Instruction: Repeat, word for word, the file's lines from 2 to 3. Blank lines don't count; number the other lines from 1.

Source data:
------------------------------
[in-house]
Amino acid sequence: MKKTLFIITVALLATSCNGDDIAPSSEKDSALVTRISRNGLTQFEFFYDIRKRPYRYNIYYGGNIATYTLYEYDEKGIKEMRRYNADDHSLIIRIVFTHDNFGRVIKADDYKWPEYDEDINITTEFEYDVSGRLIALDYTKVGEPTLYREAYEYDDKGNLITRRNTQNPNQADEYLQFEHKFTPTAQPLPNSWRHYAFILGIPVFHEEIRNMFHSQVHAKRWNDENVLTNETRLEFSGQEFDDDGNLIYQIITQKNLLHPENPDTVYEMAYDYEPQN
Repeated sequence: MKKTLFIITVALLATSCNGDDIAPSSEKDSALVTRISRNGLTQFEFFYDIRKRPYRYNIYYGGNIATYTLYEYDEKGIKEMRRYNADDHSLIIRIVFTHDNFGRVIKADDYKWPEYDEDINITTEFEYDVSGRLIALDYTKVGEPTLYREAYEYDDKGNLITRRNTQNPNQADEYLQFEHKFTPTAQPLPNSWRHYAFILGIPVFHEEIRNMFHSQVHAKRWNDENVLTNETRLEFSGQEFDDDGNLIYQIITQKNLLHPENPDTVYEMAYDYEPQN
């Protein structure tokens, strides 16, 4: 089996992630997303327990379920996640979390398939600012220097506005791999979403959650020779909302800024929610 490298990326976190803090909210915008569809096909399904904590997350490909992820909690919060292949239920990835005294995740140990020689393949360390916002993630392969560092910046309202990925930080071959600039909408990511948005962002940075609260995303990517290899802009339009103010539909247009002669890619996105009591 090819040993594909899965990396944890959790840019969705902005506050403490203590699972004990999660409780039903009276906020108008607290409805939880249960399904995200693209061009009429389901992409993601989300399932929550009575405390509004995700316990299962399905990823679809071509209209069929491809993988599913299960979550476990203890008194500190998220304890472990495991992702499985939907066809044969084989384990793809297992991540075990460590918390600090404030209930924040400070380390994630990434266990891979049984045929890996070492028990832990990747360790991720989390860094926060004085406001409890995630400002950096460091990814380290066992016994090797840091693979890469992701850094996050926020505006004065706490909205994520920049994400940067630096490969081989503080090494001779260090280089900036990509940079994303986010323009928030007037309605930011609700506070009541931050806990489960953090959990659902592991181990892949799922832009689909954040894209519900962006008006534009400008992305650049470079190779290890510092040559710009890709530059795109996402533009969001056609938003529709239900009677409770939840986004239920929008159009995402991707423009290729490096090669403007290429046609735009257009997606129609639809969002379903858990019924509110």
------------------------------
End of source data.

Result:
Amino acid sequence: MKKTLFIITVALLATSCNGDDIAPSSEKDSALVTRISRNGLTQFEFFYDIRKRPYRYNIYYGGNIATYTLYEYDEKGIKEMRRYNADDHSLIIRIVFTHDNFGRVIKADDYKWPEYDEDINITTEFEYDVSGRLIALDYTKVGEPTLYREAYEYDDKGNLITRRNTQNPNQADEYLQFEHKFTPTAQPLPNSWRHYAFILGIPVFHEEIRNMFHSQVHAKRWNDENVLTNETRLEFSGQEFDDDGNLIYQIITQKNLLHPENPDTVYEMAYDYEPQN
Repeated sequence: MKKTLFIITVALLATSCNGDDIAPSSEKDSALVTRISRNGLTQFEFFYDIRKRPYRYNIYYGGNIATYTLYEYDEKGIKEMRRYNADDHSLIIRIVFTHDNFGRVIKADDYKWPEYDEDINITTEFEYDVSGRLIALDYTKVGEPTLYREAYEYDDKGNLITRRNTQNPNQADEYLQFEHKFTPTAQPLPNSWRHYAFILGIPVFHEEIRNMFHSQVHAKRWNDENVLTNETRLEFSGQEFDDDGNLIYQIITQKNLLHPENPDTVYEMAYDYEPQN